Gertrude’s Diary #104 – Thank You

I know that last week I promised a list of things to argue about with your partner, but I wasn’t really serious.  I mean, what’s the point?  If your in the right mood then it’s possible to argue about pretty much everything.

Instead I thought I’d suprise you all with this little book I found when I cleaned out my bookshelf.  Published by Methuen of London for an Australian audience, it is a brilliant insight into an idealised world of early 1960’s values.  It’s also the lamest collection of printed words I’ve ever seen, but utterly hilarious nonetheless.

Front Cover

This is probably the most visually exciting page of the whole book, so enjoy it while you can.


The postman is riding a bicycle, which has a nice simplicity to it, but I am put off by his uniform.  He looks like some sort of fascist.   And that creepy smile:  “Remember little boy, if you want any more presents delivered you must tell me if mummy and daddy hold another one of those ‘parties’ with the funny cigarettes.”


Now that the kid has tumbled to the fact that it is his birthday, Mother supposes she should cough up a gift too.  She’s got that same little smile, as does…


Father.  The artist has quite a way with the patronising smirk.  Dad’s hanging on to that wrapping paper.  It matches the furnishings so perfectly, he might cover his cigar box with it.


Grandma gives the kid a jumper.  I’ve never seen a child get excited about a jumper, but then again everyone else is dressed warmly,  so maybe he’s just happy not to be shivering for once.  Go ahead son, put the jumper on, then off to see…


Grandpa!  Thank you, Grandpa, but why are you all smiling at me like that?  Do I have something stuck in my teeth?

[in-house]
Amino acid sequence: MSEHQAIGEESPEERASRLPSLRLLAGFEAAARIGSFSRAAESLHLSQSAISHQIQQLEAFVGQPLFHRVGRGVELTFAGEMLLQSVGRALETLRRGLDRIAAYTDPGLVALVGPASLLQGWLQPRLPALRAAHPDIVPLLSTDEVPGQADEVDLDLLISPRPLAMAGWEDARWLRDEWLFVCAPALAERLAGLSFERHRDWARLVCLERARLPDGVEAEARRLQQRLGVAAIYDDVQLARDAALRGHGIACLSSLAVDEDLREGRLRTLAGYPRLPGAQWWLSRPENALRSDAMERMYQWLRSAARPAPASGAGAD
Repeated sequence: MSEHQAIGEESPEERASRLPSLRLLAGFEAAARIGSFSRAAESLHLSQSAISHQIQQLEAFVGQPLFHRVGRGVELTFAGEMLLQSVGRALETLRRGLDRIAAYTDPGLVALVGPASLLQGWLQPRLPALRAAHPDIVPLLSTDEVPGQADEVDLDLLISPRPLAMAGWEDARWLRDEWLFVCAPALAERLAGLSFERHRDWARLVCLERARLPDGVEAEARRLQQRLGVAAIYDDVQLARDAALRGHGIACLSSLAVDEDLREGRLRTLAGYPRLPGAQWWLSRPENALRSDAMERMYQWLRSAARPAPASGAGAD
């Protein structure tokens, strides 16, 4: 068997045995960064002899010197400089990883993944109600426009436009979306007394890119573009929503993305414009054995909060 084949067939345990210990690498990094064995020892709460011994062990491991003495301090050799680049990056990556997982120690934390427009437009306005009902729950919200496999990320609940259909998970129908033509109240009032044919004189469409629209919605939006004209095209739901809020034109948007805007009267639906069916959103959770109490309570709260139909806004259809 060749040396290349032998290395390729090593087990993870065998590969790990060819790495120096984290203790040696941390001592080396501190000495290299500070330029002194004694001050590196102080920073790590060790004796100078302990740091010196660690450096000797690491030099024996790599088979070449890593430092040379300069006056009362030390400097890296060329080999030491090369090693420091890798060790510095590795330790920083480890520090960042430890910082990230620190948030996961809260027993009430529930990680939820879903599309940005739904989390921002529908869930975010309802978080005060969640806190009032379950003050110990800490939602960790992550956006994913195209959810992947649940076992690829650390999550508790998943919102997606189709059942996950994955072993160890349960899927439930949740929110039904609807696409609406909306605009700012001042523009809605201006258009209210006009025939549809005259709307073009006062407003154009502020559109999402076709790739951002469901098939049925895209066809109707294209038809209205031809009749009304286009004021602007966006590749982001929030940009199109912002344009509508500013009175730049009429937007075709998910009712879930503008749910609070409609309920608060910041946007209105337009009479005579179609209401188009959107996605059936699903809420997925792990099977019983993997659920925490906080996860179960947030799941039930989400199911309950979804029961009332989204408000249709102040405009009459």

Mary’s little doll is waving for our attention.  “Help help!  I’m trapped in a monochrome world, let me out!”

Finally, big brother hands over a torch.  None of that sissy wrapping paper here.


Thank you everyone.  Everyone?  Everyone!  Now where did they all go?  Poor kid – he was hoping to introduce the members of his family to each other – funny how they never seem to be in the same room together.  I think Grandpa is really dad with his hair dyed grey and a stoop.  They’re profiles are uncannily similar.

Back Cover

Finally the back cover.  The titles in the Red and Yellow Books seem straight-forward enough: a lot of emphasis on Susan and Peter drawing things, but that’s nothing compared to The Blue Books.  “Where are you going?”  Why, to find something marginally entertaining to do, of course.  “Who likes flies?”  I don’t mind them – at least they’re more interesting than these books.  “Where are the children?”  They’ve gone to play themselves into a frenzy with a variety of coloured plastic and flashing lights that make this child’s birthday presents look like a museum display.

Any more questions?  No?   Good.

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